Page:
Gérardin and others1 in a hospital-based study carried out in Senegal reported that thrombocytopenia in African children can predict the severity of malaria caused by Plasmodium falciparum and the prognosis of the disease. In this study, a significant association between median platelet counts and malarial death was found. These investigators concluded that thrombocytopenia could be used as a valid prognostic indicator for P. falciparum malaria in African children living in areas of low transmission.
We wish to express our concern regarding the validity of applying such findings in all settings. We believe that in countries where the prevalence of human immunodeficiency virus (HIV) is high (i.e., 10% or more), the positive predictive value of thrombocytopenia for a poor outcome of malaria still remains to be established. Indeed, thrombocytopenia associated with HIV is a common finding2,3 that is immunemediated and clinically expressed through purpura. Moreover, immune thrombocytopenia as a complication of infection with HIV frequently occurs in childhood.4 In neonates, thrombocytopenia is used as a marker of exposure to HIV in utero. In a cross-sectional study carried out in South Africa, 34 neonates exposed to HIV (HIV-positive by an enzyme-linked immunosorbent assay) were identified. Sixteen (47%) had thrombocytopenia and no underlying cause other than HIV was identified.5 Thrombocytopenia has also been described as a common manifestation in children up to 13 years of age in a systematic review on HIV infection in children.6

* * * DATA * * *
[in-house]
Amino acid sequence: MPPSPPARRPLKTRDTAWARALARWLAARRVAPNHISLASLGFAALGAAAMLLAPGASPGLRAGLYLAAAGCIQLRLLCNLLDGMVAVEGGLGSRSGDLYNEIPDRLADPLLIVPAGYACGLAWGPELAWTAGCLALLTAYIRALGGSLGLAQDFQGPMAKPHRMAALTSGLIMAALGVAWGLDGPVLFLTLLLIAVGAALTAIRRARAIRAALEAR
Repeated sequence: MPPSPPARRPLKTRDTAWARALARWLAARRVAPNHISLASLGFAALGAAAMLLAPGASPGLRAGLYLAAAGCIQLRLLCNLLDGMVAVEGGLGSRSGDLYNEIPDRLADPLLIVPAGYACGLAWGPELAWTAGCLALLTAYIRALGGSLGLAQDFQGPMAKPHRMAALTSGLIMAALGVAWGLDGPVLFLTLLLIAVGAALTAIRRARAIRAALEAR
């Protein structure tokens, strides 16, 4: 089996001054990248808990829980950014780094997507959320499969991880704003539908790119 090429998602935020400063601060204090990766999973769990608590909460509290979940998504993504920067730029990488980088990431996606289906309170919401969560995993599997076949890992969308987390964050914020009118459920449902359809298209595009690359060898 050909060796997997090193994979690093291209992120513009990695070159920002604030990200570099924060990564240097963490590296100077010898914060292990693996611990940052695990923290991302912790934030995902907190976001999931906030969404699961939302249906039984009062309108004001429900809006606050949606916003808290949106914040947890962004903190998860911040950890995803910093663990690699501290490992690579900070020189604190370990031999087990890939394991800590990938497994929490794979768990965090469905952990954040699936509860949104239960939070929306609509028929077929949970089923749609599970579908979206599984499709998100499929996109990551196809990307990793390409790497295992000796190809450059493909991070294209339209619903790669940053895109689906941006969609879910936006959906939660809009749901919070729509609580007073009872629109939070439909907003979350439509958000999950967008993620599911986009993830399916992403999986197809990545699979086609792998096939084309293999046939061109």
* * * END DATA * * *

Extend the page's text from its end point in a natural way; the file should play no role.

As the prevalence of HIV infection continues to increase in many African malaria-endemic countries, HIV infection should be considered as a major confounding factor in the association between thrombocytopenia and poor outcome of P. falciparum malaria in children.
Gérardin P, Rogier C, Ka AS, Jouvencel P, Brousse V, Imbert P, 2002. Prognostic value of thrombocytopenia in African children with falciparum malaria. Am J Trop Med Hyg 66 :686–691.
Monpoux F, Kurzenne J, Sirvent N, Cottalorda J, Boutte P, 1999. Partial splenectomy in a child with human immunodeficiency virus-related immune thrombocytopenia. J Pediatr Hematol Oncol 21 :441–443.